You can download a file-in for PIC/Smalltalk here (zip
file). If you don't know how to get it into Smalltalk, you probably aren't ready to use
it... This is for Squeak version 2.8, which you can get here.
This is a new version, released August 6, 2000. It fixes some bugs in the generated
code, and also fixes some IDE problems, and gets rid of the pool dictionary problems from
the last release.
There's an example of interfacing to a servo included.
To open a browser, evaluate:
in a Morphic project. This gives you a regular class browser with a new sub-menu in the
class and message list views.
This thing is designed to work with PIC 16F84 chips. It may work for others, but I haven't
It includes a full-blown Smalltalk parser, since the version of Smalltalk I wrote it in
originally doesn't include one.
If you have problems, you can email me, or better yet report them to the Squeak list. If
it becomes a problem there, we can start a new egroups group or something for it.
I haven't extensively tested this in Squeak yet, so user beware. I did just port it a
couple months ago from Visual Smalltalk to Dolphin, so I worked out most of the porting
issues when I did that. I have successfully programmed a PIC chip with this version, so it
does for the most part work.
There are no real classes or instances in this system. instance variables are global, so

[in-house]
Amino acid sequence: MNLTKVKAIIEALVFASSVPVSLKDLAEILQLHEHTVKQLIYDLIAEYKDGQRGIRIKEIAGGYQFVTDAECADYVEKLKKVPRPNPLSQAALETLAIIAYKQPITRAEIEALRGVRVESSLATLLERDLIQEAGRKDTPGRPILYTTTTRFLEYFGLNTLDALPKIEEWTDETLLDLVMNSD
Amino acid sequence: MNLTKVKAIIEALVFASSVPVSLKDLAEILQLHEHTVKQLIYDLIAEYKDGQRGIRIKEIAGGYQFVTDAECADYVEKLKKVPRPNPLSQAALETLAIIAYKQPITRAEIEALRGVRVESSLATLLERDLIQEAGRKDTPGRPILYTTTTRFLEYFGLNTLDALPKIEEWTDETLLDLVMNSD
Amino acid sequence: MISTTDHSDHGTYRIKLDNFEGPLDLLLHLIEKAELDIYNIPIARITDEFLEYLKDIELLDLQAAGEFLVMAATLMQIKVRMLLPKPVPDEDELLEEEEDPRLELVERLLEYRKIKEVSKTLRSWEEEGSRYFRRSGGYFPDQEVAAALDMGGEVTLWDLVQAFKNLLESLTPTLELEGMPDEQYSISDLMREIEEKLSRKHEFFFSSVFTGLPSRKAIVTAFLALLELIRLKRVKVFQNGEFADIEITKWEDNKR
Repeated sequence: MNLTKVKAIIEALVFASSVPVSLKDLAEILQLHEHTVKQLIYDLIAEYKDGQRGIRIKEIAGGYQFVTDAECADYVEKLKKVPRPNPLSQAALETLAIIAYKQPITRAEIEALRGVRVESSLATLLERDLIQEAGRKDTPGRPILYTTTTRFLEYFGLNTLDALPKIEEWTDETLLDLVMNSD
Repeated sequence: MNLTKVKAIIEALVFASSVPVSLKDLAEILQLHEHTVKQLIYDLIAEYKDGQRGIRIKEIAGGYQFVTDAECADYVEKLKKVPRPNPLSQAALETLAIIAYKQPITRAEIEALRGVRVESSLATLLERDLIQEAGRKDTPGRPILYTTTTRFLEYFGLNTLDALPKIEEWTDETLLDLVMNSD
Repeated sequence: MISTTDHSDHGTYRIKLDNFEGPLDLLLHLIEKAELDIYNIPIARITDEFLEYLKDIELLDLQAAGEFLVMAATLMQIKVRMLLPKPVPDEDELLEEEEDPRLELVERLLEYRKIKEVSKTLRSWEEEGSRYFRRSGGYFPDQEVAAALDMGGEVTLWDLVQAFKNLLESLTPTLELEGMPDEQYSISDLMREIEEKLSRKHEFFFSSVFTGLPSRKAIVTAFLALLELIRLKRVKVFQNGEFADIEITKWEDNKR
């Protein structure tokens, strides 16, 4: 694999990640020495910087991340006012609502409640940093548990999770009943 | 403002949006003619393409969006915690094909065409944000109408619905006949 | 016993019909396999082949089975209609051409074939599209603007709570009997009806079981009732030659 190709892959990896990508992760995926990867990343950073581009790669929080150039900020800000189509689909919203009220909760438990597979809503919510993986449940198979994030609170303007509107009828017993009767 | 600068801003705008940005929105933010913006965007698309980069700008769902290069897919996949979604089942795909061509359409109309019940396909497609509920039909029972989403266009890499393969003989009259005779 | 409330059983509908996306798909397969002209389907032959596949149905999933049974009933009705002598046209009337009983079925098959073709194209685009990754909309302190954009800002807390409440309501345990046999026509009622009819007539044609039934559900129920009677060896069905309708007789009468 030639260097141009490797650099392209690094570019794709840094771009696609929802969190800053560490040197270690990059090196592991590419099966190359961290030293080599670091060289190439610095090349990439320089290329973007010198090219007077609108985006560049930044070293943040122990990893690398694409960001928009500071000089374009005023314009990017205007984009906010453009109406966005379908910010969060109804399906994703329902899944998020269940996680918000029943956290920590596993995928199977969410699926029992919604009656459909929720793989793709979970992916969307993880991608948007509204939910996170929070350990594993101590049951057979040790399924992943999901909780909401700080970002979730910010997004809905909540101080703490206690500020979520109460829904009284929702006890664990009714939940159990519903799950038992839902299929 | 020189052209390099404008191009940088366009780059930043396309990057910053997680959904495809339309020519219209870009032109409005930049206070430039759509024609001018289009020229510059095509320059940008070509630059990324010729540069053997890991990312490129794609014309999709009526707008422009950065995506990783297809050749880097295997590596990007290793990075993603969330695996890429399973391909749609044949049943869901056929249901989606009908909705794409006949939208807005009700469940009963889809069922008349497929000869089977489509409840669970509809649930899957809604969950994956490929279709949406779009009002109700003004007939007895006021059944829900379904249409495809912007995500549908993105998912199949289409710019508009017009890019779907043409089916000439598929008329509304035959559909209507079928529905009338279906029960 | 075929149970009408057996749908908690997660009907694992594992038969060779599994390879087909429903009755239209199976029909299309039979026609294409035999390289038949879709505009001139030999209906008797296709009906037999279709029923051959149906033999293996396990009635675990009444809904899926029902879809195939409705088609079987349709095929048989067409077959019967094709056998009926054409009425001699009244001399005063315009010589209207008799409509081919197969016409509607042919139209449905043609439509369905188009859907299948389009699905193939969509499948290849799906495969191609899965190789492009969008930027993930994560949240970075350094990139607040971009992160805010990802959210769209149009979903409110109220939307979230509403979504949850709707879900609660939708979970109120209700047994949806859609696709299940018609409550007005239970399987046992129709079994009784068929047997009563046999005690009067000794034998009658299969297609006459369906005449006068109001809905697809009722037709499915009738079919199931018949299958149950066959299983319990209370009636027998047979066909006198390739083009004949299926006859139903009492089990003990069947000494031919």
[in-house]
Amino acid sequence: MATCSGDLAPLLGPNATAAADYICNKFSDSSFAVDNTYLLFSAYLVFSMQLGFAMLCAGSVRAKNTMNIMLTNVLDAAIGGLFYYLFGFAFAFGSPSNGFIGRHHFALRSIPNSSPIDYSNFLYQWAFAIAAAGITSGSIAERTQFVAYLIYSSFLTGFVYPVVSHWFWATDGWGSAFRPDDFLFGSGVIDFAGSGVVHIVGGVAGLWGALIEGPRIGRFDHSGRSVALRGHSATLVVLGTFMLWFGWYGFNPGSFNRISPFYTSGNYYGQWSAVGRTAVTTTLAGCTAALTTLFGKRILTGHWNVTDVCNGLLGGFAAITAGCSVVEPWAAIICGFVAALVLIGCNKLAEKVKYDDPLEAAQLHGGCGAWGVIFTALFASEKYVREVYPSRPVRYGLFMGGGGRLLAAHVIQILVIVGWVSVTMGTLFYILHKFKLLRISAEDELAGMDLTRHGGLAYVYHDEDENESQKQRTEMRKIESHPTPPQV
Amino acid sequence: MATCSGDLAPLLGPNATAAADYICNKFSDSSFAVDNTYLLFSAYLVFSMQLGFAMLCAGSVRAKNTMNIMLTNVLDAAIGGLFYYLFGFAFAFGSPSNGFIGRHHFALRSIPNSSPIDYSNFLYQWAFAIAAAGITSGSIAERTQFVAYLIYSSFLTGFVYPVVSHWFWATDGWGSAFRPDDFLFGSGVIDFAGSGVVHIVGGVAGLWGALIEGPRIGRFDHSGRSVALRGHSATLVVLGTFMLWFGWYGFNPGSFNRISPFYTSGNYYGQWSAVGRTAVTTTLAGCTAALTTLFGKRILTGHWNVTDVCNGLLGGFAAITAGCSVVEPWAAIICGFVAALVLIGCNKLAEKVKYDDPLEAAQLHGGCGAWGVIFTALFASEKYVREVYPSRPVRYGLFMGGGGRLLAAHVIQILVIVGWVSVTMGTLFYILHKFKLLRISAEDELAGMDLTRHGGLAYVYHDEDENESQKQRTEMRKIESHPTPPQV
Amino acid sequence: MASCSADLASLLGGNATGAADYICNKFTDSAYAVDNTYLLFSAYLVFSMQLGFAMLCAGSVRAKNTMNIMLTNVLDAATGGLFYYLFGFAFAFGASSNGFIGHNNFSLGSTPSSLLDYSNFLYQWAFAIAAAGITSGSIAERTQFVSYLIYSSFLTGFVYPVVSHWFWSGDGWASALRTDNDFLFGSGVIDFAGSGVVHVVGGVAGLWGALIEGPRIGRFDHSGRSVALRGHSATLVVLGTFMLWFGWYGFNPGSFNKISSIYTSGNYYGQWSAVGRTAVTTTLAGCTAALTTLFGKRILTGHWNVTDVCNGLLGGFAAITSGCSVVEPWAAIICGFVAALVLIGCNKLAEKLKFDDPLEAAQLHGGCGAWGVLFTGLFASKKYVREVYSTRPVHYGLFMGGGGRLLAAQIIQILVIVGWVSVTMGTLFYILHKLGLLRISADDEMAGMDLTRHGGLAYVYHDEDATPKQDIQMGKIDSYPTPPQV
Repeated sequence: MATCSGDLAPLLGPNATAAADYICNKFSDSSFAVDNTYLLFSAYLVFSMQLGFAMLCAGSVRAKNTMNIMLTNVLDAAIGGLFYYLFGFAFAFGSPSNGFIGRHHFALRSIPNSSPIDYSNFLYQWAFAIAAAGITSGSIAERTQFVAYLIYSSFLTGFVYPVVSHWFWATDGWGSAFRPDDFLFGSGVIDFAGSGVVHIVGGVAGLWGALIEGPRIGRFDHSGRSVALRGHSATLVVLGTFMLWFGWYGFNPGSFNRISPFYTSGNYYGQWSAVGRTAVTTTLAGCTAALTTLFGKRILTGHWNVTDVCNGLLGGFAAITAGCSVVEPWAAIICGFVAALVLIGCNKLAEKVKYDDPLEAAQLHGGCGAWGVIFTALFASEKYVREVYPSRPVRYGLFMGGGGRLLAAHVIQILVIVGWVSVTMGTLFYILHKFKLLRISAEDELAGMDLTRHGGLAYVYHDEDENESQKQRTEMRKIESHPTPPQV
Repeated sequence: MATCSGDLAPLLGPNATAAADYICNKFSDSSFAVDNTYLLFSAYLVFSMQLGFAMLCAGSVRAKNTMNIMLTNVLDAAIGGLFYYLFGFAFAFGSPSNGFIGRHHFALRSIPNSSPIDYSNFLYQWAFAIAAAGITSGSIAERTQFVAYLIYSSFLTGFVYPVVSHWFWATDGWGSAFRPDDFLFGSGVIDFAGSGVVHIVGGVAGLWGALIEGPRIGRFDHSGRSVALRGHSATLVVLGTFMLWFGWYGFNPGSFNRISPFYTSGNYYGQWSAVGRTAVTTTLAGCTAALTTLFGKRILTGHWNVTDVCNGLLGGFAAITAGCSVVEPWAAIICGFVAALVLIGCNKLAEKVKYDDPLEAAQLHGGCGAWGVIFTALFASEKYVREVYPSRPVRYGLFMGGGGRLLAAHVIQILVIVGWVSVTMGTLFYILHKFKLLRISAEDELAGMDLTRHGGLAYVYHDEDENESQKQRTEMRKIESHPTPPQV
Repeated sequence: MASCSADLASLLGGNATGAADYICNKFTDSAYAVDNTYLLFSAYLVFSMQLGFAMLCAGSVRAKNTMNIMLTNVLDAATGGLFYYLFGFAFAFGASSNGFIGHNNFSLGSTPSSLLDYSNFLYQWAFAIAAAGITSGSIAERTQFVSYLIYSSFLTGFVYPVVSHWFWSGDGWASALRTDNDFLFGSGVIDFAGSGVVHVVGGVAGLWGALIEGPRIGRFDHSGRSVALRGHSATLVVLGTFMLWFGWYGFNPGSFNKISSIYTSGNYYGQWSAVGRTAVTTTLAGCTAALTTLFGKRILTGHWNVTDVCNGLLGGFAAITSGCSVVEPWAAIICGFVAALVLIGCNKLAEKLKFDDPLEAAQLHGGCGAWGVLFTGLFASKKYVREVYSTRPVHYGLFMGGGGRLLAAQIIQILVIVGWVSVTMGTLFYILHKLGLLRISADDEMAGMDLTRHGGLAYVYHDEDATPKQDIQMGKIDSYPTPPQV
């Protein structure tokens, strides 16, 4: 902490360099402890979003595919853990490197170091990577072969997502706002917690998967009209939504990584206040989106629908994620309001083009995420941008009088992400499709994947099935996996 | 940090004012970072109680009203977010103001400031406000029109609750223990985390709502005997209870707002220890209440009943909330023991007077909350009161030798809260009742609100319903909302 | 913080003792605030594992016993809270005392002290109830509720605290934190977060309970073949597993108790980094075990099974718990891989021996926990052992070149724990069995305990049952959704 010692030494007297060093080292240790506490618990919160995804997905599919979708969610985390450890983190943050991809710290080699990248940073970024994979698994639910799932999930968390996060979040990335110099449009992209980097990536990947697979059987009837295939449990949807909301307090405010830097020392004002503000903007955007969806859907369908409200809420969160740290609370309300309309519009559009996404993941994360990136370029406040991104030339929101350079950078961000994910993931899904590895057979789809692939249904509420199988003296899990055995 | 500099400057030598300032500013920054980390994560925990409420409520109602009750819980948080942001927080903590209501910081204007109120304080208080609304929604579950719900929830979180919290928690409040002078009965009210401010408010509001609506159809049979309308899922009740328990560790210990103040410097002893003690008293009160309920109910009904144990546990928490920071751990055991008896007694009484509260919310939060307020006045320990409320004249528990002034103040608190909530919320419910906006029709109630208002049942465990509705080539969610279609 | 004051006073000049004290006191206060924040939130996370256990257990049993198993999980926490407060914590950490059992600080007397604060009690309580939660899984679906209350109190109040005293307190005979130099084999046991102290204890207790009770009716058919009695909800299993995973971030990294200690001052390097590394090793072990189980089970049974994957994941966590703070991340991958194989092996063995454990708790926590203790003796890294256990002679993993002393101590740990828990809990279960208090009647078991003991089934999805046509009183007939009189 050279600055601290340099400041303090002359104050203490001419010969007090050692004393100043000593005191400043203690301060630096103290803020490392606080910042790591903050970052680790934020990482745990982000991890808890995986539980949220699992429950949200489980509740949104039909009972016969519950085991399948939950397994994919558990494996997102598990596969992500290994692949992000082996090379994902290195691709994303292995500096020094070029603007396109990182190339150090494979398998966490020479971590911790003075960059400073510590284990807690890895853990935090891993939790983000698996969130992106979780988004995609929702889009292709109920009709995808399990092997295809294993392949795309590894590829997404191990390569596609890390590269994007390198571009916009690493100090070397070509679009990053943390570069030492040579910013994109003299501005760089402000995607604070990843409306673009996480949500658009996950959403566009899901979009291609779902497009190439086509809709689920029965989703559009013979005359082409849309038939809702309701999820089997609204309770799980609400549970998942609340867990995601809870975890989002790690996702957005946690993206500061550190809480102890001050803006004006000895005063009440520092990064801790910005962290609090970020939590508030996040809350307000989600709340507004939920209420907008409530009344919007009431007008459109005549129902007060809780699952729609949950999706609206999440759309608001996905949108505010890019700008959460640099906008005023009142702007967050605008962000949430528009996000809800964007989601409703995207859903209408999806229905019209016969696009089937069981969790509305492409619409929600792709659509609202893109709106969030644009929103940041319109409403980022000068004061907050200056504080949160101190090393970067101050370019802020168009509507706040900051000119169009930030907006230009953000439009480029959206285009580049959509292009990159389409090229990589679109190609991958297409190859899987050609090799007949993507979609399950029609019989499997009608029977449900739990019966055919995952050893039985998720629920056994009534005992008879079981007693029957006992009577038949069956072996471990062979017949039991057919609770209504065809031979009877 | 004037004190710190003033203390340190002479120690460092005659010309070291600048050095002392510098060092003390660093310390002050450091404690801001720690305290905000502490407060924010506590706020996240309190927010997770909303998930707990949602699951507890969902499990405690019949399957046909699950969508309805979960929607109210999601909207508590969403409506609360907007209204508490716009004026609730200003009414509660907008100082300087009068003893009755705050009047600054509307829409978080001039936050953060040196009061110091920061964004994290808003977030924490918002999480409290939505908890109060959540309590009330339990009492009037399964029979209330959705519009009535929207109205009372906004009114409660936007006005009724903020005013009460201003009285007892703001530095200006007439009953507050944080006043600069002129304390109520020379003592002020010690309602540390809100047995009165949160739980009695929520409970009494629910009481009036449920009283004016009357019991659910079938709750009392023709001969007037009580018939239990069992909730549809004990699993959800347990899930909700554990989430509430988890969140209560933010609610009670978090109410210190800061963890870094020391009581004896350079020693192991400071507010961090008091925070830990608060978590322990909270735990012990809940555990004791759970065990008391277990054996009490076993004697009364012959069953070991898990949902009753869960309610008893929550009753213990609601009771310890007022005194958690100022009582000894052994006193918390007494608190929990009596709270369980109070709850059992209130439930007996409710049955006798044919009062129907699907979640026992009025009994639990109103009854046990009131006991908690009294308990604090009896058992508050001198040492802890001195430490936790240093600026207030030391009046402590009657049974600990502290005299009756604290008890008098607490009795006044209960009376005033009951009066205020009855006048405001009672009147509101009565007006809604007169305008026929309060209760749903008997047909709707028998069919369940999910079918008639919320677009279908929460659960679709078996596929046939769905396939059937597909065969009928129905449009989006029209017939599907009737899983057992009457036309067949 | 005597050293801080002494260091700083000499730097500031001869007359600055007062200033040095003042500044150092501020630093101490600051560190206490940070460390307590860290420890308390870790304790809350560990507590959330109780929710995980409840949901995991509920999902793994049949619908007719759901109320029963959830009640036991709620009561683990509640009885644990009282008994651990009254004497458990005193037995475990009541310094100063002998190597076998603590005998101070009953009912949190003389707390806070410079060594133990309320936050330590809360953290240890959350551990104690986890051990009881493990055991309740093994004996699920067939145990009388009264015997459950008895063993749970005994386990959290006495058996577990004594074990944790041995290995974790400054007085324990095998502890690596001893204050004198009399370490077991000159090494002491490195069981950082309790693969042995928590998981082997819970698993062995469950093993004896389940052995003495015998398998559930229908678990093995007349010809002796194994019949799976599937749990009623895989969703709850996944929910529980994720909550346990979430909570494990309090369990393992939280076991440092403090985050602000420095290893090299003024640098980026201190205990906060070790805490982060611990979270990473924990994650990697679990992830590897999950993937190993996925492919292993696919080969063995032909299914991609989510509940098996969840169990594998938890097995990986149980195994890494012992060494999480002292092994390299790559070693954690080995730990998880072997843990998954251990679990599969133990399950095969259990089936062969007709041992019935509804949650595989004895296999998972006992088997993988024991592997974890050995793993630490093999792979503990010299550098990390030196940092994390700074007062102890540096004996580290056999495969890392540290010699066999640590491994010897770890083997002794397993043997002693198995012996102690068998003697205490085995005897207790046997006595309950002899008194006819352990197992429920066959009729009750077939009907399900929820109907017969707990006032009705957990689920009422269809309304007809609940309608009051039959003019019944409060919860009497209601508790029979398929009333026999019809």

name them as such. The linker does a full closure on the methods called from the reset
method and the isr method, so you can include lots of other support code that you don't
use, and it doesn't end up costing space in the end assembler code.
I don't guarantee that the assembler produced from the included macros is 100% correct --
check the assembler output yourself carefully. If you don't know PIC assembler, you
shouldn't be programming PICs, or you should buy a commercial C compiler.
If you look at macro methods in PicObject, you'll see that they basically just define a
block. The code in those blocks is (of course) real Smalltalk code that is evaluated by
the code generator (and thus the Squeak Compiler) when the PIC/Smalltalk code gets
generated. You can take that as far as you need it in terms of optimization of code, or
doing weird stuff.
Anyway, comments are welcome.
If you really like it, feel free to send me nice stuff, or job offers :-)